Towing jaws are another option as a recovery point.  Usually bolted as part of the tow bar set up, they are usually found on farming, rural or agricultural type vehicles.  The Dixon-Bate towing jaw is rated for towing to 3.5-tonne and was fitted as part of the standard equipment to the Camel Trophy Land Rovers,  two of the 3.5-tonne jaws at the front and a larger four-bolt 5-tonne at the rear.
The military type pintle hook is also used on the rear of many vehicles, especially where they have the ability for four horizontal bolt holes for mounting.  Generally these are not an option for the front of a vehicle.
The Nissan Patrol GQ has a four-bolt towing eye on the rear cross member which is bolted via captured nuts.  Technically they are not rated, although  many people have used these for snatch recovery - but you need to keep an eye on the bolts and captured nuts.  They have been known to break away either due to shock loading or rust and age.
Land Rover has what is known as JATE rings for the coil spring 90/110/Defenders and Discoverys.  These were a military fitment and named after the Joint Air Transport Establishment (JATE) which designed them for with the airlifting of military Land Rovers by helicopter.  
They fitted to the chassis rails front and rear, and while regarded as suitable for 3.4-tonne (lifting), you would be hard pressed to find a rating for their use as recovery points, even if bridled together.  One of the advantages of the JATE rings is that by using a shackle they could swivel and allow recoveries at an angle, (much like the new ARB recovery points).  The downside is that when buried in mud you have to go searching for them under the vehicle.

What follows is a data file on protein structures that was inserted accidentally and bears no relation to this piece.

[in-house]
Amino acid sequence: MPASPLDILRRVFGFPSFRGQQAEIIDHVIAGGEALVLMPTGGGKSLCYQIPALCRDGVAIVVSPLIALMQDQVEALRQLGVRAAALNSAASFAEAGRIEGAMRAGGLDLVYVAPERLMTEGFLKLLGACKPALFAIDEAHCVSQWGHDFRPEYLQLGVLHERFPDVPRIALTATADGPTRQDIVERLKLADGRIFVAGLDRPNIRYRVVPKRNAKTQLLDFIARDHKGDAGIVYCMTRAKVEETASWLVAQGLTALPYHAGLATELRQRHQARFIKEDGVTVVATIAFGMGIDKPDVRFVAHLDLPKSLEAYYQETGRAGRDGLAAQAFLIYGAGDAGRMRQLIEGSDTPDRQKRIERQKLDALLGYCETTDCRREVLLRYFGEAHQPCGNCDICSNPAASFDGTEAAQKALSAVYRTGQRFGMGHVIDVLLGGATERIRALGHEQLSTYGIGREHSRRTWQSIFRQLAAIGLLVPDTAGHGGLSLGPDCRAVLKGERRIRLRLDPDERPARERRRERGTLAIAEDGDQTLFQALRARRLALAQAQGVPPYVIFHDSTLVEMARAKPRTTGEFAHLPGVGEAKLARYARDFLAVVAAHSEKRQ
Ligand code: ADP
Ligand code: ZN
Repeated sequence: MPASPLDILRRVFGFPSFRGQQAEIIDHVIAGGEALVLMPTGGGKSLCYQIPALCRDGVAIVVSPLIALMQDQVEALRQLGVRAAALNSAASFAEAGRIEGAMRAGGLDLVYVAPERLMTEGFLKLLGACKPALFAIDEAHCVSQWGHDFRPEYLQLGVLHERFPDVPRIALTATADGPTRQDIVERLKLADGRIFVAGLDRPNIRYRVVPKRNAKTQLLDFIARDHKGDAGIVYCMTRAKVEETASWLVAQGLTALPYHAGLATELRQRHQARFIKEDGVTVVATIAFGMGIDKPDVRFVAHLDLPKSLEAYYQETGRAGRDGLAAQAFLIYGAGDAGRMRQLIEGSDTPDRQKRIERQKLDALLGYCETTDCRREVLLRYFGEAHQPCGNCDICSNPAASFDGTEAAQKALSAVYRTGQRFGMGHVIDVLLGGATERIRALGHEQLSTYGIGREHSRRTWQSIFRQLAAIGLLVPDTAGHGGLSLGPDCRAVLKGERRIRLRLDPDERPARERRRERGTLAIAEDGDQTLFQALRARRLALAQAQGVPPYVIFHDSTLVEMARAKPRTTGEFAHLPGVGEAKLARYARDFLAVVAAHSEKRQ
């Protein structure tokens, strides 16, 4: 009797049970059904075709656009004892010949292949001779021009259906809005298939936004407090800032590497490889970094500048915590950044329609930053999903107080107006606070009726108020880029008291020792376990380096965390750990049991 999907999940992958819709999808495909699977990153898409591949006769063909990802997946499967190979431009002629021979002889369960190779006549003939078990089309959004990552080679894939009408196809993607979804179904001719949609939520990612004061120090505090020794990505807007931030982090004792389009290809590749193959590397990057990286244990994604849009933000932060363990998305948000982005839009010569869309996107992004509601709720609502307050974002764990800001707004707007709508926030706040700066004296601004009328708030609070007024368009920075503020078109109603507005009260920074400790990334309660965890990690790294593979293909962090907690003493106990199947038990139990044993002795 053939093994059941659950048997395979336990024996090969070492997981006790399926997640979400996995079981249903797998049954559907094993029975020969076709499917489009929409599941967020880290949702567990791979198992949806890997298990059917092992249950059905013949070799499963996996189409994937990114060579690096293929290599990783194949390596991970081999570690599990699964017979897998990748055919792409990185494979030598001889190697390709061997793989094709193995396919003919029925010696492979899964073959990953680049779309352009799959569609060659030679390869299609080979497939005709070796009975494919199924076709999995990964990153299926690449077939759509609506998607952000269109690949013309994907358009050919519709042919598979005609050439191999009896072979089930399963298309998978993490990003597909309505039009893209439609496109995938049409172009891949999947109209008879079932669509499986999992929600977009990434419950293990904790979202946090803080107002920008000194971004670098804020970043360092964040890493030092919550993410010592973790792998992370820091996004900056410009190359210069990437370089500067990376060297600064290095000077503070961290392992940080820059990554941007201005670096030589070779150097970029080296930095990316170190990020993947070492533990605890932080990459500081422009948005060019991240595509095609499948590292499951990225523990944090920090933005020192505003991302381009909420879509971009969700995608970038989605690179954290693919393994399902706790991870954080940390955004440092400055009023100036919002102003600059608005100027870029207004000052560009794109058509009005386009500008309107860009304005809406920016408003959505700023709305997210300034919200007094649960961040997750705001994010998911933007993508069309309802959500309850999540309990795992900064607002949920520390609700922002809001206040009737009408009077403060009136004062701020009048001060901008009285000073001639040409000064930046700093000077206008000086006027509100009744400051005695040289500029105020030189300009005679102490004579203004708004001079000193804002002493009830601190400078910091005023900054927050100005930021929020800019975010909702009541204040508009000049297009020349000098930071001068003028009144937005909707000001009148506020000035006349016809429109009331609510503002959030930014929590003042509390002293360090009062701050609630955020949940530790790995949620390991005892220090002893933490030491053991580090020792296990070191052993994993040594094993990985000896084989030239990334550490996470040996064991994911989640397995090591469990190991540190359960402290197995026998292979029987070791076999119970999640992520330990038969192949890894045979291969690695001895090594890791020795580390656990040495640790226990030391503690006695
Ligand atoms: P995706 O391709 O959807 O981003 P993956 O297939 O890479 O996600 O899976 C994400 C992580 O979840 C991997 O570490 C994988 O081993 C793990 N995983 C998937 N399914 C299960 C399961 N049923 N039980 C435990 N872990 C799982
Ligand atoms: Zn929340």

One thing you never do is wrap a strap around the bars or uprights of a bulbar.  They are not strong enough for towing and this will only successfully pull the bull bar off or at least damage it beyond repair, as well as creating a highly dangerous situation.
It’s not possible to really fully describe what a good recovery point is, and what’s not, here as each vehicle needs to be individually assessed.  It is up to you to ensure you have suitable recovery points on your vehicle and that they are safe for the intended use
While recovery points in most cases are not officially rated,  you must ensure that what you use and however you mount a recovery point, it is done so with consideration to the forces involved and be mounted properly, only using properly rated equipment for your own safety and the safety of others with you.
And maybe it’s time for the 4WD community in general to cease talking about the largely non-existent “rated recovery points”.